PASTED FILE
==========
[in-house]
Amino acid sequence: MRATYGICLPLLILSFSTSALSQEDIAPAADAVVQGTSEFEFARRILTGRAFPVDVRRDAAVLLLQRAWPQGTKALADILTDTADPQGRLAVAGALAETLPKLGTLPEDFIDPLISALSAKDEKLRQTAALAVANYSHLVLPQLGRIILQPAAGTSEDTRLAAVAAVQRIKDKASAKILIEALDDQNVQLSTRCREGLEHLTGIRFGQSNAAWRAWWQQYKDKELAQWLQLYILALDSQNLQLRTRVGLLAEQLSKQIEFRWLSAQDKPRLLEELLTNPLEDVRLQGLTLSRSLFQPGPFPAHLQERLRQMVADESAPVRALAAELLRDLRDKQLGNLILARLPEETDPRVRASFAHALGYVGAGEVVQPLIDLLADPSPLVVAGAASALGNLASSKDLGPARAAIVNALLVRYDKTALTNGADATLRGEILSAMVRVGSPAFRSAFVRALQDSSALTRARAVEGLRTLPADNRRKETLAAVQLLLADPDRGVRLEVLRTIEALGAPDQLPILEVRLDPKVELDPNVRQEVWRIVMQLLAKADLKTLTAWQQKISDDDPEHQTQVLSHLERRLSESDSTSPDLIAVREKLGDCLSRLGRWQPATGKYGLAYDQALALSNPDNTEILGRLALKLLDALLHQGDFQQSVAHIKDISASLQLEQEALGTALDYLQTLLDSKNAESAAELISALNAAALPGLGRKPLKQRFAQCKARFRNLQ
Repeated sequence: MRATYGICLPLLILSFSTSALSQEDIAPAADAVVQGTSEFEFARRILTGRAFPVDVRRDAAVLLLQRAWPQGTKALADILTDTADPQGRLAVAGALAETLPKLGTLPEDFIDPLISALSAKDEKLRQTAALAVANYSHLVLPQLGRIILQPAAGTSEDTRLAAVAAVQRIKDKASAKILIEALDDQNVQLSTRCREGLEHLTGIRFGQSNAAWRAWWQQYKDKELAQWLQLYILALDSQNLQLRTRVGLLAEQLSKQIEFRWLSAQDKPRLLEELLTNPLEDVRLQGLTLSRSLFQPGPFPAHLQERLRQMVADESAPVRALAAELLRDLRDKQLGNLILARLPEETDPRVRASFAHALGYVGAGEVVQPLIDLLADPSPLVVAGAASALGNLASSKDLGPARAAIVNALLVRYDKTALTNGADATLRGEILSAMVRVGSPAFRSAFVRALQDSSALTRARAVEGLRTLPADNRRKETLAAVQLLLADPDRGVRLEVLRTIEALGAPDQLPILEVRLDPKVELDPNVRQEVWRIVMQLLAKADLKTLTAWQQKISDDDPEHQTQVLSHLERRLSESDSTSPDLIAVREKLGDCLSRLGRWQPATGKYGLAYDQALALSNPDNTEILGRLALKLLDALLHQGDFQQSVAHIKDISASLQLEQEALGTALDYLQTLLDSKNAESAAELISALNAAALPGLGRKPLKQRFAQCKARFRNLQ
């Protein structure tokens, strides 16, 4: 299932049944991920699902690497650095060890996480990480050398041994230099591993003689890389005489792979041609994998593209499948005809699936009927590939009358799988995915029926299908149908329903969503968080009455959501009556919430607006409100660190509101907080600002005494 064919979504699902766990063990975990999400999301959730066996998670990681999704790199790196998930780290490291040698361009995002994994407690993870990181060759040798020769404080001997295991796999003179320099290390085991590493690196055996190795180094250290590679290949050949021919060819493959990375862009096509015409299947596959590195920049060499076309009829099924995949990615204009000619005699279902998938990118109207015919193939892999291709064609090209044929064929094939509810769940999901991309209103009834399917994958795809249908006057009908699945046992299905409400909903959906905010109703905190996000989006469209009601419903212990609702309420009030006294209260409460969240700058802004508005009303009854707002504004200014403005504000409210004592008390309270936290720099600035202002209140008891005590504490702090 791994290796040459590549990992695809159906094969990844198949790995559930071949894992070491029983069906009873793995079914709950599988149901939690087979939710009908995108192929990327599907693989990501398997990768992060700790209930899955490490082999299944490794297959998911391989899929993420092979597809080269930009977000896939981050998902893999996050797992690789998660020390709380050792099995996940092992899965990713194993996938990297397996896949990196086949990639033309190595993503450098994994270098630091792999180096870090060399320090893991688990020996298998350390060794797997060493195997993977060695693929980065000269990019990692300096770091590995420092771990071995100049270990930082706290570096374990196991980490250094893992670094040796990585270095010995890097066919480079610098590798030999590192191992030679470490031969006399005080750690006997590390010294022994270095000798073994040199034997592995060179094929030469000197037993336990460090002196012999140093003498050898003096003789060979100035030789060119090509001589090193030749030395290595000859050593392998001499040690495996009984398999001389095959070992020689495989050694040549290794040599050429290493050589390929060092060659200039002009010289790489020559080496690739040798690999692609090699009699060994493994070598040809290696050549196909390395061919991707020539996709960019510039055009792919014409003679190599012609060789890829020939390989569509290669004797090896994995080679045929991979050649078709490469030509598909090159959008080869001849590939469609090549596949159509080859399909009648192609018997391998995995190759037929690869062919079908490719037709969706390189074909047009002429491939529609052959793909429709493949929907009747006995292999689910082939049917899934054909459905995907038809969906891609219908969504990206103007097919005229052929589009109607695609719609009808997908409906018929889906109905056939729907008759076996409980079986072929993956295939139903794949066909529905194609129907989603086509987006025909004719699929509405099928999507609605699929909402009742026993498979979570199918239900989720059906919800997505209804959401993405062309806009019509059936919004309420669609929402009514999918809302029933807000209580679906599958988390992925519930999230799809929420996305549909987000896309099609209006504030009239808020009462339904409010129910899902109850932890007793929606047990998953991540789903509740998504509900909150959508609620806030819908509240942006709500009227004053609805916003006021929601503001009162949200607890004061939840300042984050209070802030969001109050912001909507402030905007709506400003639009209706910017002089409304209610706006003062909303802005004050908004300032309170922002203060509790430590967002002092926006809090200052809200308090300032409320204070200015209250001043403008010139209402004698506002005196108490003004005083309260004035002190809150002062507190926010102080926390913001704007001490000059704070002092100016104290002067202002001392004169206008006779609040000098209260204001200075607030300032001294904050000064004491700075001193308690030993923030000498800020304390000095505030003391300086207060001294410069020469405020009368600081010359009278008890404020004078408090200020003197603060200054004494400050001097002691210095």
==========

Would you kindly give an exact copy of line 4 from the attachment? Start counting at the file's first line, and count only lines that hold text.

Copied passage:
């Protein structure tokens, strides 16, 4: 299932049944991920699902690497650095060890996480990480050398041994230099591993003689890389005489792979041609994998593209499948005809699936009927590939009358799988995915029926299908149908329903969503968080009455959501009556919430607006409100660190509101907080600002005494 064919979504699902766990063990975990999400999301959730066996998670990681999704790199790196998930780290490291040698361009995002994994407690993870990181060759040798020769404080001997295991796999003179320099290390085991590493690196055996190795180094250290590679290949050949021919060819493959990375862009096509015409299947596959590195920049060499076309009829099924995949990615204009000619005699279902998938990118109207015919193939892999291709064609090209044929064929094939509810769940999901991309209103009834399917994958795809249908006057009908699945046992299905409400909903959906905010109703905190996000989006469209009601419903212990609702309420009030006294209260409460969240700058802004508005009303009854707002504004200014403005504000409210004592008390309270936290720099600035202002209140008891005590504490702090 791994290796040459590549990992695809159906094969990844198949790995559930071949894992070491029983069906009873793995079914709950599988149901939690087979939710009908995108192929990327599907693989990501398997990768992060700790209930899955490490082999299944490794297959998911391989899929993420092979597809080269930009977000896939981050998902893999996050797992690789998660020390709380050792099995996940092992899965990713194993996938990297397996896949990196086949990639033309190595993503450098994994270098630091792999180096870090060399320090893991688990020996298998350390060794797997060493195997993977060695693929980065000269990019990692300096770091590995420092771990071995100049270990930082706290570096374990196991980490250094893992670094040796990585270095010995890097066919480079610098590798030999590192191992030679470490031969006399005080750690006997590390010294022994270095000798073994040199034997592995060179094929030469000197037993336990460090002196012999140093003498050898003096003789060979100035030789060119090509001589090193030749030395290595000859050593392998001499040690495996009984398999001389095959070992020689495989050694040549290794040599050429290493050589390929060092060659200039002009010289790489020559080496690739040798690999692609090699009699060994493994070598040809290696050549196909390395061919991707020539996709960019510039055009792919014409003679190599012609060789890829020939390989569509290669004797090896994995080679045929991979050649078709490469030509598909090159959008080869001849590939469609090549596949159509080859399909009648192609018997391998995995190759037929690869062919079908490719037709969706390189074909047009002429491939529609052959793909429709493949929907009747006995292999689910082939049917899934054909459905995907038809969906891609219908969504990206103007097919005229052929589009109607695609719609009808997908409906018929889906109905056939729907008759076996409980079986072929993956295939139903794949066909529905194609129907989603086509987006025909004719699929509405099928999507609605699929909402009742026993498979979570199918239900989720059906919800997505209804959401993405062309806009019509059936919004309420669609929402009514999918809302029933807000209580679906599958988390992925519930999230799809929420996305549909987000896309099609209006504030009239808020009462339904409010129910899902109850932890007793929606047990998953991540789903509740998504509900909150959508609620806030819908509240942006709500009227004053609805916003006021929601503001009162949200607890004061939840300042984050209070802030969001109050912001909507402030905007709506400003639009209706910017002089409304209610706006003062909303802005004050908004300032309170922002203060509790430590967002002092926006809090200052809200308090300032409320204070200015209250001043403008010139209402004698506002005196108490003004005083309260004035002190809150002062507190926010102080926390913001704007001490000059704070002092100016104290002067202002001392004169206008006779609040000098209260204001200075607030300032001294904050000064004491700075001193308690030993923030000498800020304390000095505030003391300086207060001294410069020469405020009368600081010359009278008890404020004078408090200020003197603060200054004494400050001097002691210095």